Georgia company carves headstones for nation’s military cemeteries

Eddie Puckett figures he's made 300,000 to 400,000 headstones for soldiers and their spouses during nearly 40 years of work at Georgia Marble Company.

Now known as Polycor Georgia Marble, the quarry in Pickens County is one of the biggest producers of headstones for America's military cemeteries. It is also one of the few suppliers that handles the entire process, from cutting huge slabs of marble from the earth to shipping finished headstones to the Veterans Administration.

Puckett, 61, is one of the men who works the machinery that helps shape the pieces of marble and sandblasts the names, birth dates and death dates on the stones.

It makes him proud to know that the white-marble memorials are sent across the country. A few years ago, he visited Arlington National Cemetery in Washington and was moved when he saw some of the markers he'd helped to make. Most of the headstones at Arlington are from his company's quarry in Tate.

The markers last about 50 years before they need replacing. Some get damaged earlier by mowing equipment. So there's a regular stream of orders to replace old headstones as well as make them for recently deceased veterans of World War II and Vietnam and other conflicts.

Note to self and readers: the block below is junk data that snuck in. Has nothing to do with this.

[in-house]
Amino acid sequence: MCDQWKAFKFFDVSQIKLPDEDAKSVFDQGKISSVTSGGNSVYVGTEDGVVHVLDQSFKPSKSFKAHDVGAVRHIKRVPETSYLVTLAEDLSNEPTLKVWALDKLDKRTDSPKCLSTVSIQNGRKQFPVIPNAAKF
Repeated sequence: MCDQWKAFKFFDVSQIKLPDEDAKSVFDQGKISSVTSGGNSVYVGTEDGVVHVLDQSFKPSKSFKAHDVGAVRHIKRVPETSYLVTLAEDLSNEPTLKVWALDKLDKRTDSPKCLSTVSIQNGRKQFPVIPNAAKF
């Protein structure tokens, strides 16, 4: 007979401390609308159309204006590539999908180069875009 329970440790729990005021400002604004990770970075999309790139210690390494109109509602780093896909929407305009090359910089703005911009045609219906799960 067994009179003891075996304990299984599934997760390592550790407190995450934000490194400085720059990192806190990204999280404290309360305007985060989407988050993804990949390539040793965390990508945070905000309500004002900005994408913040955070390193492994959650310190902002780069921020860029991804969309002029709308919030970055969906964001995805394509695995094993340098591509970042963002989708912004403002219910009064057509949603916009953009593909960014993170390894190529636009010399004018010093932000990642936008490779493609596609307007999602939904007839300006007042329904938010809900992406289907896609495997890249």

The past few years have been different, though. With the war in Iraq, there are more names and death dates for soldiers recently fallen in combat.

“The most bothersome are for the soldiers killed in Iraq,” said Puckett. “I've done them (headstones) for all the other wars that you can name — from the Revolutionary War on up. But you kind of feel for the Iraq soldiers because it's an ongoing thing.”

Still, he makes it clear that he supports President Bush “100 percent” and believes America is helping forge a democracy in Iraq.

Puckett served in the Army in Vietnam and was awarded a Purple Heart after his leg was injured in a mortar attack.

He has worked on the headstones for some of his comrades from Vietnam, and he remembers one in particular, a Sgt. Evans from Alabama.

“I saw him personally get killed. Just a clear morning in the spring … and a mortar just hit straight on him.” He remembers that Evans had twin daughters, and it tore him up to work on his headstone.

“I'm proud of all the participants in the wars that we had,” Puckett said. “I'd say that war is rough, any aspect of it.”

But, he said, it's necessary.

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